Music production

Nintendo Switch as Electronic Music Production Kit Uses Akai Pro MPC Modular ‘Joy-Cons’

We’ve seen plenty of Nintendo Switch concepts that explore the console’s modular design and motion-tracking capabilities, from Labo kits to even that absurd Joy-Con that turns the Switch into an augmented reality gaming device, but this is a pleasant first. Designed by Sydney-based Alquemy, who clearly believe the Nintendo Switch is capable of being more than a gaming machine, this unique set of modular controllers transforms the Nintendo Switch into a one-of-a-kind electronic music production and deejaying station in its kind. Inspired by the Akai Pro MPC (a popular MIDI controller), these modules snap onto the sides of the Switch’s screen, turning it into a deejay set. You have buttons, dials, keys, everything you need to control playback, and of course a touchscreen surface that gives you full control over the whole experience. Before we sing more praise for this concept, it’s worth noting that this Nintendo Switch Akai Pro MPC crossover is just that…a concept. However, if anyone at Akai is reading this, you might just want to build a prototype, even if it’s just for fun! I’m sure there’s a little intersection between the game and the electronic music community that will ABSOLUTELY love it!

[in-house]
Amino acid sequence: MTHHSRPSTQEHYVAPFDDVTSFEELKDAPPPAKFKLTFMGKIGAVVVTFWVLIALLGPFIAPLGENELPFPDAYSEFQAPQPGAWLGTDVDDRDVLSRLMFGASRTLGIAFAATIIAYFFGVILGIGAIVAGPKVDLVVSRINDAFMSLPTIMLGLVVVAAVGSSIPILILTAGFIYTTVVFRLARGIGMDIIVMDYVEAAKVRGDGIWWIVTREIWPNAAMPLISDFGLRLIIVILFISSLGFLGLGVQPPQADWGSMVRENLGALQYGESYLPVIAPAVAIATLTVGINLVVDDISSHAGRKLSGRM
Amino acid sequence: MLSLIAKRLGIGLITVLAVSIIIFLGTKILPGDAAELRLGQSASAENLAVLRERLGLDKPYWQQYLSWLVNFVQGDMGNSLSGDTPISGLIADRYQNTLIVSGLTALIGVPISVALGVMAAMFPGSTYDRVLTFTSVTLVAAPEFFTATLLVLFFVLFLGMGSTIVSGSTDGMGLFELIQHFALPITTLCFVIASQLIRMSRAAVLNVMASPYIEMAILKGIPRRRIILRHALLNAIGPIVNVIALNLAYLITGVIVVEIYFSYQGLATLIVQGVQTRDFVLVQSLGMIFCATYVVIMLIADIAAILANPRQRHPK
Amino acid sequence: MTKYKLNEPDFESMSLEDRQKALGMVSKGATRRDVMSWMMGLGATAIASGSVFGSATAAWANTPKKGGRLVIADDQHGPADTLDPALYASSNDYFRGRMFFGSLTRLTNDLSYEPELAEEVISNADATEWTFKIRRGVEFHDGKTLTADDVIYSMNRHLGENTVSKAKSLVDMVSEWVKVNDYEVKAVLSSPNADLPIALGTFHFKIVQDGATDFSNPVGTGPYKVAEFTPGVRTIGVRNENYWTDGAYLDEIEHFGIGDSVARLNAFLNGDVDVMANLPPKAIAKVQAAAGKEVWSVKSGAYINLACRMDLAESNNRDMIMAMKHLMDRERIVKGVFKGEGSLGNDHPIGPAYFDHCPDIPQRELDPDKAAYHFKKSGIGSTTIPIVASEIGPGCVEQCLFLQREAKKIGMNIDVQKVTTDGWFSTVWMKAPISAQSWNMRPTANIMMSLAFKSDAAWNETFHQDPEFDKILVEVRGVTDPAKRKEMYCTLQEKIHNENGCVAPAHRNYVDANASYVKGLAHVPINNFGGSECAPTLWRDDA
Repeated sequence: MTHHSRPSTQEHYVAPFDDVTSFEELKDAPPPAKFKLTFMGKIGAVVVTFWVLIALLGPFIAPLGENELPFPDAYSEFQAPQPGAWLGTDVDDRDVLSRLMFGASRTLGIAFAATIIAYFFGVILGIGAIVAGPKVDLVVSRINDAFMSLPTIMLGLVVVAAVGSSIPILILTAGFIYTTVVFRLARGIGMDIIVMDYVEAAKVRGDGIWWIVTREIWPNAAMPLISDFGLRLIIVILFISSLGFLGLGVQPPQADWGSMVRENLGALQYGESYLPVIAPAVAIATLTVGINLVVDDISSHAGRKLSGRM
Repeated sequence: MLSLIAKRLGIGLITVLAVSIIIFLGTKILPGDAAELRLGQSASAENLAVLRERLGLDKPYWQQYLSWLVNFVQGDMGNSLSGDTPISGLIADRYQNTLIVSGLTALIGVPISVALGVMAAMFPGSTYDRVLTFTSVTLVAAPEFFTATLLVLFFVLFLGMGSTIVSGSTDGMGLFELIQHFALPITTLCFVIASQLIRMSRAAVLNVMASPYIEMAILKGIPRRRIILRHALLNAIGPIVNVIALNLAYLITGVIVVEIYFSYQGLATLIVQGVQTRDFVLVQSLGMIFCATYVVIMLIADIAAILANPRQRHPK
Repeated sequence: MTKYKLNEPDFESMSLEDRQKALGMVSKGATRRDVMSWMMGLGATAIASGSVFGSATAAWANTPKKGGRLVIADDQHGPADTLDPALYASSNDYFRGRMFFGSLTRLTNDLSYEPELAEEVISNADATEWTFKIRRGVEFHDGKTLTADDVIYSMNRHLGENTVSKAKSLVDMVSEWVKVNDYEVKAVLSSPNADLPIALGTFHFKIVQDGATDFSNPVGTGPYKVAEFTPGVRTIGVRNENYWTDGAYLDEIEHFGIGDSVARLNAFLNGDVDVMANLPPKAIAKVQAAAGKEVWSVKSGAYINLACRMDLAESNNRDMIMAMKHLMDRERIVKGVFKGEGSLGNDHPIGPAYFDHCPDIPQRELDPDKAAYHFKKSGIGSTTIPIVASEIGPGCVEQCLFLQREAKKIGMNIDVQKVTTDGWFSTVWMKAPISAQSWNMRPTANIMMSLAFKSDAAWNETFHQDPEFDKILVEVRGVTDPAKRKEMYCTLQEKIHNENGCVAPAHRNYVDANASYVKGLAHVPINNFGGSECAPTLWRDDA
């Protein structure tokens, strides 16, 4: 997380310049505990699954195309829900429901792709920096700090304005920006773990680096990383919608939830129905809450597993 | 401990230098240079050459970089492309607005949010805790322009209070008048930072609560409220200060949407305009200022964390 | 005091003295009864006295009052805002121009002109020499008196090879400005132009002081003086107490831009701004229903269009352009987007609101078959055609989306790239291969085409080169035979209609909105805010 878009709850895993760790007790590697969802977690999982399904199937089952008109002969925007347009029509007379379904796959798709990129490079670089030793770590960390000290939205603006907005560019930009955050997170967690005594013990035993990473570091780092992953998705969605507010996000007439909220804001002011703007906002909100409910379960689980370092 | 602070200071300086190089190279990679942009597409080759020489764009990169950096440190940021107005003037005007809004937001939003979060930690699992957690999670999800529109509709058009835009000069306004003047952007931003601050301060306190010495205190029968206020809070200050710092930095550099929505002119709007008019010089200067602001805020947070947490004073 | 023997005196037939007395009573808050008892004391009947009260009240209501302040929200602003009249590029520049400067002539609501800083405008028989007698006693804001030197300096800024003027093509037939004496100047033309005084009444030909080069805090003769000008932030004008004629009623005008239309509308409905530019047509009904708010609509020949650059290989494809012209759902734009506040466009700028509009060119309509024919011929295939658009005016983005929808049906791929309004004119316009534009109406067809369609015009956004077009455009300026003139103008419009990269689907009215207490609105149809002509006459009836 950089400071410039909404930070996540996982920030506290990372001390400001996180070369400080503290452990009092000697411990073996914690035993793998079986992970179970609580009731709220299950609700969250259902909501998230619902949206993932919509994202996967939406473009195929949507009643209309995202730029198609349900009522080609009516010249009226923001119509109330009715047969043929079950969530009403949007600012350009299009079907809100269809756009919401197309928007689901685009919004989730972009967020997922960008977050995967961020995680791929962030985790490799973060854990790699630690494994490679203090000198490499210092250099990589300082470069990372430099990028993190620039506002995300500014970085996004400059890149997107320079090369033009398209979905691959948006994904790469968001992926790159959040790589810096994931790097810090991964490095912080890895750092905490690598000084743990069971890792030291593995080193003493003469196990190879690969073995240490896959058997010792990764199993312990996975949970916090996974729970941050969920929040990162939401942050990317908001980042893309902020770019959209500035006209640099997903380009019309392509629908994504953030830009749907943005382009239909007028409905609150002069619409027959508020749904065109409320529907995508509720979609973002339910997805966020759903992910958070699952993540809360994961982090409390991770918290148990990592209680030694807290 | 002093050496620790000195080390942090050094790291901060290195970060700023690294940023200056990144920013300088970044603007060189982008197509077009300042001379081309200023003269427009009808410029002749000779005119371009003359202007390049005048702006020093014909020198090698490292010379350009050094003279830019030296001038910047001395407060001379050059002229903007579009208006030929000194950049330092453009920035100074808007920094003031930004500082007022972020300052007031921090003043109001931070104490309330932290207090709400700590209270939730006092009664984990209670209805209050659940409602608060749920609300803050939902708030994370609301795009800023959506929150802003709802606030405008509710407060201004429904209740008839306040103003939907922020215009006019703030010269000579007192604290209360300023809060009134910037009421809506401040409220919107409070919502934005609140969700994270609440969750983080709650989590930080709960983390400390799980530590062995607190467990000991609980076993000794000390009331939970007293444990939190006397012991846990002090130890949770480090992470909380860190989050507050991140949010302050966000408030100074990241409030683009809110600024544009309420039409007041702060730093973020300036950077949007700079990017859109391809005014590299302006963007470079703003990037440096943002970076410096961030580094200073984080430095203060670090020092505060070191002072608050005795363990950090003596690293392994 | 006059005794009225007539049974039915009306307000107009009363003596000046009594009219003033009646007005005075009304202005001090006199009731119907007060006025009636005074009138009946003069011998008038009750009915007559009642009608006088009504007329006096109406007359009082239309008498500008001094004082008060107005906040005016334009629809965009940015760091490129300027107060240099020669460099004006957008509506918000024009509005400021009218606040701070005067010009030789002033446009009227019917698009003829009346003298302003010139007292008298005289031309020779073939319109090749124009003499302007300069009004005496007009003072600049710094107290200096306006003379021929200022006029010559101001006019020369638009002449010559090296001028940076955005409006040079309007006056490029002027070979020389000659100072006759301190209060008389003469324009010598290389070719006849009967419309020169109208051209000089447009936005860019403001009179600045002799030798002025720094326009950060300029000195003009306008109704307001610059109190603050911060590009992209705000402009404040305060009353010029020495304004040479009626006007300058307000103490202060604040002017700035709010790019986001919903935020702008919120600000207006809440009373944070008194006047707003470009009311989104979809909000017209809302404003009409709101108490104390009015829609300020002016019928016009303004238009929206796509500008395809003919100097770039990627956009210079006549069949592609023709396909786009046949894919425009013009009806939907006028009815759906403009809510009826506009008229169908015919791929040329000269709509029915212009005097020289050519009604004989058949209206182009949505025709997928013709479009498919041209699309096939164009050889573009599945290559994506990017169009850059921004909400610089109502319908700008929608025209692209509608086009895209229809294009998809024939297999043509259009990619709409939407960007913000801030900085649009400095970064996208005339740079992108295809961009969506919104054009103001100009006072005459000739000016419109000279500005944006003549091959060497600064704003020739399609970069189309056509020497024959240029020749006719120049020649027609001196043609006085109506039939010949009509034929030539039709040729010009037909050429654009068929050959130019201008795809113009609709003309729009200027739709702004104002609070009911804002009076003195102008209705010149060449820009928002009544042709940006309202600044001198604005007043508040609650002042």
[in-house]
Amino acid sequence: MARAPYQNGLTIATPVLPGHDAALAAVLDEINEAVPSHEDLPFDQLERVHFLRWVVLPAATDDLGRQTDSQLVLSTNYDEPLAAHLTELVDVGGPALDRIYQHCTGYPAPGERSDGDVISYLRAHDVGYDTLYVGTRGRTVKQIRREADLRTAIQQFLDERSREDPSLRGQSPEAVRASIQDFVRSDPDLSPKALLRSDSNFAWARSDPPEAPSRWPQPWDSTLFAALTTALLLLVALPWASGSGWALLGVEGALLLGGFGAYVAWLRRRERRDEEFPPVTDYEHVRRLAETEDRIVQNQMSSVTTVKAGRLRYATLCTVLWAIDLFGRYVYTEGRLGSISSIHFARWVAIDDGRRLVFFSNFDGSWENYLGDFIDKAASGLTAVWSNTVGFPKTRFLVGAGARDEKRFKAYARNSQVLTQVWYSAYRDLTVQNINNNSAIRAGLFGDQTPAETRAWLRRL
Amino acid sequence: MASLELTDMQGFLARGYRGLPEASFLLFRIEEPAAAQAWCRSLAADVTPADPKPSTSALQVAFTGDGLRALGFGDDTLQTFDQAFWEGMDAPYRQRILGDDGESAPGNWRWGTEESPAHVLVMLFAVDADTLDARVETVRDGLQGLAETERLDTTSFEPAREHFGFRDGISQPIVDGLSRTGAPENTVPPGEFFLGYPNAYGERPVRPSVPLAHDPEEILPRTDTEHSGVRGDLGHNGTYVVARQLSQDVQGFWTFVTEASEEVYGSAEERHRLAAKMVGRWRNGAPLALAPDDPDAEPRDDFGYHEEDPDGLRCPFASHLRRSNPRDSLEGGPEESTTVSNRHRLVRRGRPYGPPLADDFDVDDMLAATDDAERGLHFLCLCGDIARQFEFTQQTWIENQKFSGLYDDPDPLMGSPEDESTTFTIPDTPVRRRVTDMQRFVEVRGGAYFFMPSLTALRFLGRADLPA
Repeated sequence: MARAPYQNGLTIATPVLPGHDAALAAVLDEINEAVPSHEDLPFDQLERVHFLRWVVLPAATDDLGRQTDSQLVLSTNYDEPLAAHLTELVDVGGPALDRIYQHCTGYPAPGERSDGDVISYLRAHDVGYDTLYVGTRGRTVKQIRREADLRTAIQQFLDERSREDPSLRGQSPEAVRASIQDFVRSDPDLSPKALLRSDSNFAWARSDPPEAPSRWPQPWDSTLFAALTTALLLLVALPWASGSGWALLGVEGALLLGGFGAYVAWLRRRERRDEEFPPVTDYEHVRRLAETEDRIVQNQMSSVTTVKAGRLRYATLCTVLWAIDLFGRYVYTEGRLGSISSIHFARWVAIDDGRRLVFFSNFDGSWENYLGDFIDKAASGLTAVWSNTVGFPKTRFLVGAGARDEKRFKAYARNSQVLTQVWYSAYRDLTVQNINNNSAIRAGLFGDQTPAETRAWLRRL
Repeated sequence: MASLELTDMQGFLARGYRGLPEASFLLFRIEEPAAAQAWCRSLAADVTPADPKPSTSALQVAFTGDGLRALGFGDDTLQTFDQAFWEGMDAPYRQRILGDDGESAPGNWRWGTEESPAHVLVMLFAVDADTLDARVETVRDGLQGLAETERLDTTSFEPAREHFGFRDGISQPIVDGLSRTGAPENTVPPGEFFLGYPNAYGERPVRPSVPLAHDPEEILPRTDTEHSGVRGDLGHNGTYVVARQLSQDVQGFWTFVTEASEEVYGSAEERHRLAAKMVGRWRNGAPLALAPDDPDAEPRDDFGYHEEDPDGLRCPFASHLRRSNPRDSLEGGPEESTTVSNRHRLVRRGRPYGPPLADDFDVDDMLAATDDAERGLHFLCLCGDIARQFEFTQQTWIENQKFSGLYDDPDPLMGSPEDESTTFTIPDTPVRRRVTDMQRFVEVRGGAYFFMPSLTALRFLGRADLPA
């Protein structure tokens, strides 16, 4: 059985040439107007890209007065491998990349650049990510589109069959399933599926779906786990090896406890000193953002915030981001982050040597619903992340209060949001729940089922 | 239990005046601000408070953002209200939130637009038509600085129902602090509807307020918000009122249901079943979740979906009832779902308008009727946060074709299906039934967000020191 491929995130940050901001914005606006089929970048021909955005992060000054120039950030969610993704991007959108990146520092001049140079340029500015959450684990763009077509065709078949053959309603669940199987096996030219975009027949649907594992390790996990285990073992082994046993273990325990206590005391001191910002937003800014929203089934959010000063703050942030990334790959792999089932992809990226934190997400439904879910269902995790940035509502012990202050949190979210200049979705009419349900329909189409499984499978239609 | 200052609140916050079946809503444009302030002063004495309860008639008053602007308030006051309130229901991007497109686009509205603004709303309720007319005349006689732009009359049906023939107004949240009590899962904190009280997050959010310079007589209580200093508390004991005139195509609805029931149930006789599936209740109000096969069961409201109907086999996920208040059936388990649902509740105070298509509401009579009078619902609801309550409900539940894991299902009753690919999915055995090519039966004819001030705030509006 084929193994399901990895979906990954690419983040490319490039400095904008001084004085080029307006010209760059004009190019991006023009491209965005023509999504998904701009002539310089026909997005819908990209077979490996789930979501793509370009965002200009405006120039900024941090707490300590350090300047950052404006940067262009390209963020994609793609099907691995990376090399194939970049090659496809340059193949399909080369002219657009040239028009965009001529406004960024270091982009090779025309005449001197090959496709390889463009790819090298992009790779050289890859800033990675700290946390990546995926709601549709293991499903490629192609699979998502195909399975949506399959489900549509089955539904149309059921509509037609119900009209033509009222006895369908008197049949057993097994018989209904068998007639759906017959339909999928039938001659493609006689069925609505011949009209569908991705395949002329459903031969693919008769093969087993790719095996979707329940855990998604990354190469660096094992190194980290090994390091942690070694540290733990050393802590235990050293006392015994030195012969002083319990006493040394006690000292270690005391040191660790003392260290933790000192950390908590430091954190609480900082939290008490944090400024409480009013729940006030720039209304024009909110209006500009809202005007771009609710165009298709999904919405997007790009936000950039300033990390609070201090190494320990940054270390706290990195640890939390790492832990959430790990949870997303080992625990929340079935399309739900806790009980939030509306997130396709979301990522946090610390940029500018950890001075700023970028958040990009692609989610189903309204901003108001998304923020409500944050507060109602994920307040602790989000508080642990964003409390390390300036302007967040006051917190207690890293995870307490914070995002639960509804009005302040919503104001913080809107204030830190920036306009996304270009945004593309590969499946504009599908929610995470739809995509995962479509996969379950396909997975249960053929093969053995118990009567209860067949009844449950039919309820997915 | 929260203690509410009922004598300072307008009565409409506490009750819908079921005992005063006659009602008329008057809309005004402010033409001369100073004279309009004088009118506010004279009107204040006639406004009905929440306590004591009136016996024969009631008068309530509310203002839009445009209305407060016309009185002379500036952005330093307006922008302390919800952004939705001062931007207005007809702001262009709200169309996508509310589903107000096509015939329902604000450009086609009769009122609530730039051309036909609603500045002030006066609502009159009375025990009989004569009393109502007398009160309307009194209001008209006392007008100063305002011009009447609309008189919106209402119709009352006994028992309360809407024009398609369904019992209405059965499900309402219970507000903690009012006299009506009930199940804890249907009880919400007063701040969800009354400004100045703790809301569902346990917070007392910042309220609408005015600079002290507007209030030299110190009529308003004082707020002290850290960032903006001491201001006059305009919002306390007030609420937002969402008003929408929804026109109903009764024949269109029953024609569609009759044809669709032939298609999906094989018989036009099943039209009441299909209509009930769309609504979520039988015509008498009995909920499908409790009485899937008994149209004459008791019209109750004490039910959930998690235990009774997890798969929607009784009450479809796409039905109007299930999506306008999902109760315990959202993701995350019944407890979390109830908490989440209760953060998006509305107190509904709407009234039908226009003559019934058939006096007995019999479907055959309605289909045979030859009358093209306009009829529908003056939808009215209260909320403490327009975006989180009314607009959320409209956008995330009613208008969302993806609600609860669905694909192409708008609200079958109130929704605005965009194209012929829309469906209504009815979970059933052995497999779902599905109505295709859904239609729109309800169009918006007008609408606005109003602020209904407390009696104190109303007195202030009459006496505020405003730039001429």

Creator: Alquemy

With two modules that snap onto the left and right sides of the Switch’s screen, this music creation platform is literally a mesmerizing build. It’s a no-compromise piece of kit, with all the controls and ports you could think of, while being incredibly portable. The Nintendo Switch supports SD cards, which is perfect for storing music, files, stems, loops and other onboard effects, while the “MPC Switch” modules allow you to map all your key and button controls to get you ready. to start mixing right away. All you have to do is run the Akai app on the Switch and voila!

What I find really remarkable about the concept of Alquemy is how incredibly detailed it is to the point where it starts to make sense. Sure, it’s easy to think of the Nintendo Switch as a purely gaming console, but what is it if not an internet-connected tablet with its own dedicated app store? The only thing stopping the Switch from also being a device for music creation is just one thing: perception. And probably resources, but above all perception.

MPC Switch modules come with backlit keys for easy control in low light conditions. Built-in speakers on the sides of the pods help pump out music at higher volumes than the Switch is capable of, though you’ve got a whole bunch of ports on the back of the pods for plugging in other accessories, plug-ins, racks, synths, and other instruments. You get two MIDI in and out ports, a set of RC ports, and even two sets of quarter-inch audio ports for connecting speakers, headphones, guitars, and more.

The Switch has everything you could possibly need. WiFi connectivity for cloud-based apps, Bluetooth for connecting to other devices, a USB-C for power or even connecting to your laptop, and a 3.5mm port for headphones because what a deejay not wearing headphones? !